I also think of my Dad's parents and the time we took a road trip deep into the South during the Civil Rights era. At a road stop somewhere along I95, in Georgia I think, my Grandma Chadwick saw me staring at a crude racist, epithet scrawled on a sign. She put her arm around me and said to me "Don't mind about those words. Those words aren't true. God loves everyone one of us - equally."
It was one of the first, and one of the best lessons about civil rights and equality that I have ever learned.
As Springsteen sings:
You'll need a good companion now for
This part of the ride
Leave behind your sorrows
Let this day be the last
Well, Tomorrow there'll be sunshine
And all this darkness past
I think of the more recent past and how much I needed to hear this song when I saw Springsteen and The E Street Band on the Reunion Tour in 1999. I took BART in from San Francisco to Oakland with a copy under my arm of Eric Alterman's recently published, It Ain't No Sin to be Glad You're Alive: The Promise of Bruce Springsteen. On the train over, I read the epilogue about a new song that Springsteen had written which was the initial live version of Land of Hope and Dreams. A relationship that I had thought was real was ending and I found myself in a place similar to the despair found in Michelle Moore's rap in Springsteen's Rocky Ground. I needed to get on board. That night in Oakland, my faith was rewarded in Land of Hope and Dreams. I was one with the crowd and the band carried us along.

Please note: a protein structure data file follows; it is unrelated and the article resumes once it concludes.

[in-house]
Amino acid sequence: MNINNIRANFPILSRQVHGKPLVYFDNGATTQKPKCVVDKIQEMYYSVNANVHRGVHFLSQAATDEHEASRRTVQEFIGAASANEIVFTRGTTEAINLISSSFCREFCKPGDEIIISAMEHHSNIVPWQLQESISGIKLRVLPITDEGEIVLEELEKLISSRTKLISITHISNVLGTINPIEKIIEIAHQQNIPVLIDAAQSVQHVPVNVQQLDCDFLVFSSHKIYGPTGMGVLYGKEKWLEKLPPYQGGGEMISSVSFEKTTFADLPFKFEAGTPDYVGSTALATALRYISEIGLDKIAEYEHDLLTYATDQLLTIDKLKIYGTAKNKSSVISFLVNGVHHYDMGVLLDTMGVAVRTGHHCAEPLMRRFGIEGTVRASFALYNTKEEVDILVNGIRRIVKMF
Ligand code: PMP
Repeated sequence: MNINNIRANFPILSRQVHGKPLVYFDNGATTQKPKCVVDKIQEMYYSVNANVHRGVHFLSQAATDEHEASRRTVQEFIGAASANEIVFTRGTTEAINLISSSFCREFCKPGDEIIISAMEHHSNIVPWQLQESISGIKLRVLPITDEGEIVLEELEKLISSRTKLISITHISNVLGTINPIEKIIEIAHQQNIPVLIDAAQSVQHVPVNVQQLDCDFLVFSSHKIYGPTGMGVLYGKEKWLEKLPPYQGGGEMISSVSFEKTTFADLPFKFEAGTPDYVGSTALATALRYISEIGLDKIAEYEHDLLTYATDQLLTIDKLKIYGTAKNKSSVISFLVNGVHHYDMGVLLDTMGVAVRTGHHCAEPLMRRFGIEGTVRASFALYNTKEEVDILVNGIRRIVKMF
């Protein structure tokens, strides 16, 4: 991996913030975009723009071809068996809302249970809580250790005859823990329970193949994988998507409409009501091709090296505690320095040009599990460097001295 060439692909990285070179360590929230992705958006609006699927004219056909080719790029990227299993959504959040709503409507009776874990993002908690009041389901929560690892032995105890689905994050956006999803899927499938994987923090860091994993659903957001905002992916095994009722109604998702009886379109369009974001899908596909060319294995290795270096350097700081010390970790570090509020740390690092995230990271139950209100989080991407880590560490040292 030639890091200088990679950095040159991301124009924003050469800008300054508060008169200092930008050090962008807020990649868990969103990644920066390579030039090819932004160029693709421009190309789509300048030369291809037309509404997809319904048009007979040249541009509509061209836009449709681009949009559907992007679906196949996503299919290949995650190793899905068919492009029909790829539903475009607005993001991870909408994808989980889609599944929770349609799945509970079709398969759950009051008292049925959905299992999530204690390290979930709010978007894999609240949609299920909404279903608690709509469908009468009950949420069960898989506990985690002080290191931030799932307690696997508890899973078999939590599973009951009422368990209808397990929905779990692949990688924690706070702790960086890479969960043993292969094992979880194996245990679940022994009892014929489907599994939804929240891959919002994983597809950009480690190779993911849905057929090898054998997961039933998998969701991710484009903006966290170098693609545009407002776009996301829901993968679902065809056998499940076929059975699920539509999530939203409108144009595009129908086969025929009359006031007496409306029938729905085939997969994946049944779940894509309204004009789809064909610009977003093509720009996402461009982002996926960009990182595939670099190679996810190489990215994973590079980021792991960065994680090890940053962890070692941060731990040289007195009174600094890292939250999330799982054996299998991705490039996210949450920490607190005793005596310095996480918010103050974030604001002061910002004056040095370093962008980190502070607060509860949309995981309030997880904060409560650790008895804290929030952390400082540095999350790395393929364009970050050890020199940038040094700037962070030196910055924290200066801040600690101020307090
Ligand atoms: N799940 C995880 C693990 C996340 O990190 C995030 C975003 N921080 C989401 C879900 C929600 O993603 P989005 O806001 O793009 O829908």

Clarence Clemons and Bruce Springsteen
from the Born to Run cover shoot
photo by Eric Meola
The next time I heard the E Street Band play Land of Hope and Dreams, the whole country needed the spirit that Springsteen's music at its best can provide. The Rising, with its call to national unity after the horrors of the September 11 attacks had been released in July 2002 and a month later I stood close to the stage by Clarence Clemons throughout the entire concert in San Jose. I had met Clarence at a private dot com gig in San Francisco a few years before and warmly remembered the giant hug he had given me after the event. In San Jose, during the bands homage to Amadou Diallo - "American Skin", Clarence Clemons' face was streaked with tears as he intoned the refrain "41 shots". The music roared that night. The crowd around knew the words to every song and sang them as if their lives depended on it. And maybe they did?
That August night in San Jose, the concert ended with a gospel fueled, steel engined, crowd propelling version of Land of Hope and Dreams. Now as I listen to the recorded version, with my headphones on and the music up loud, I can still see Clarence but the tears are mine as I listen to his last sax solo.
Dreams will not be thwarted
Faith will be rewarded
Hear the steel wheels singin'
Bells of freedom ringin'
As Clarence Clemon's last recorded solo fades, Springsteen slides into Curtis Mayfield's People Get Ready. As the train pulls into the final station, The Victorious Gospel Choir joins in with a musical epitaph for the Big Man.
Copyright © Bruce Springsteen (ASCAP)
More Song by Song Reviews of Wrecking Ball:
"Bruce Springsteen's widescreen vision of America on Wrecking Ball is filled with terror, tension, tenacity and above all else, triumph which may not replenish your bank account, but it will replenish your soul."
-Anthony Kuzminski, Bruce Springsteen - Wrecking Ball, antiMusic
Don't Miss This Upcoming Event on NPR:
NPR Music will broadcast Bruce Springsteen's keynote speech from the SXSW Music Festival in Austin, Texas. The live webcast of that address will take place on NPR Music on March 15 at noon Central time.